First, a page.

Public Sector Pension Problems

August 14, 2013

The Town of Clarkstown — located in Rockland County in New York’s lower Hudson Valley — today is a suburban town comprising 47 square miles with a population of 84,000.

Clarkstown is predominantly white and middle class. According to the 2010 Census, just 4.5% of the people who live in Clarkstown are at or below the poverty level. The median household income is $102,000 and the median home value is $500,000. About 80% of the homes in Clarkstown are owner-occupied, and the majority were built after 1950 as Rockland County transitioned from a predominantly agrarian economy to a bedroom community for the New York metro region.

In 2010, CNNMoney.com named Clarkstown the 41st best “small city” to live in America, which was the highest such ranking in New York State.

One would think that in a stable suburban town like Clarkstown, public safety would be of paramount importance to residents, yet the job of policing would be less stressful than in nearby high-density, inner-city areas where danger lurks around every corner.

New York City — one of the most complicated places in America in terms of ensuring public safety — has a police force of 34,000 supervised by the New York City police commissioner who earns annual salary of $215,000.

For some reason, Clarkstown has a history of providing the highest compensation to police officials in the lower Hudson region. In Clarkstown, an entry-level police officer makes a base salary of $62,000.

In nearby and contiguous towns, entry-level police officers earn between $40,000 and 43,500 per a year in base pay.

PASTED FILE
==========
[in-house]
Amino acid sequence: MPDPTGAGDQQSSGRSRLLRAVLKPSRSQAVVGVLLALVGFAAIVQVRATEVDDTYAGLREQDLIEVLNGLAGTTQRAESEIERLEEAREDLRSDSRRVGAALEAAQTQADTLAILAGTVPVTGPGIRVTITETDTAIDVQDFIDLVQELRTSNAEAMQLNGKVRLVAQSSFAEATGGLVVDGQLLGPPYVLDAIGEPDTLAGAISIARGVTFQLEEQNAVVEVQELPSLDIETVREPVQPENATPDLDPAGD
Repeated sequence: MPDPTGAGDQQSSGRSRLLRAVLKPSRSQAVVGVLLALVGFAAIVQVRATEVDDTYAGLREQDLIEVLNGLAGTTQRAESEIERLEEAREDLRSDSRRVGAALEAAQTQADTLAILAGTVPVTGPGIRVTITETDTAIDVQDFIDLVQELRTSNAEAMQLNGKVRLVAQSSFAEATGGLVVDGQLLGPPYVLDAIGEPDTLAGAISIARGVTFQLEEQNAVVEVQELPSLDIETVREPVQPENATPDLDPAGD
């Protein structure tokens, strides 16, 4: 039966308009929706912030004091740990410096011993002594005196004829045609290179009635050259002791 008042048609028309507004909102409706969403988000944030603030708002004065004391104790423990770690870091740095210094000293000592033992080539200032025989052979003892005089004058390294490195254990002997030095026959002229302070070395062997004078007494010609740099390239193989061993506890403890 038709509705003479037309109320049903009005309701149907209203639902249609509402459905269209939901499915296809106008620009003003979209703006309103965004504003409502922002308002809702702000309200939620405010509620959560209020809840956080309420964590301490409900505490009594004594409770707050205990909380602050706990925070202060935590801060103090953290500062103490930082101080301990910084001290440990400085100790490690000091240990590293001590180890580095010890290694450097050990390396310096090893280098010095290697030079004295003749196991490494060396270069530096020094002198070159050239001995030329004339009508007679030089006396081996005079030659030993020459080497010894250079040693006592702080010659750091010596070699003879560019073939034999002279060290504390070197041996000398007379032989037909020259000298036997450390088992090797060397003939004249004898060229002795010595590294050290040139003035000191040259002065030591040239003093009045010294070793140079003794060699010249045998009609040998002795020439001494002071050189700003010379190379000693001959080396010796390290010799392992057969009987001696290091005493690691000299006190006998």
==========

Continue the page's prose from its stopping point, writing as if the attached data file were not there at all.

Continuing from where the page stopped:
In 2010, it was reported that then-Clarkstown Police Chief Peter Noonan was the highest paid municipal employee in New York State — earning just over $301,000.

At the time, he was supervising a force of 173 police officers, of which 147 made more than $100,000 in base salaries, not including overtime and other earnings.

Noonan retired in 2011 after spending 33 years in the Clarkstown police department, the last seven as Chief.

When he retired, his annual pension was calculated to be $193,892 based on the formula New York State uses to calculate pension benefits.

A recent recalculation by the NYS Comptroller’s Office has added nearly $13,000 to Noonan’s retirement benefit, bringing it to $206,398, the highest pension for a retired cop in New York State.

Noonan now has the eighth highest pension among municipal retirees in New York State and is one of 10 pensioners with an annual benefit exceeding $200,000.

You think Detroit has problems?

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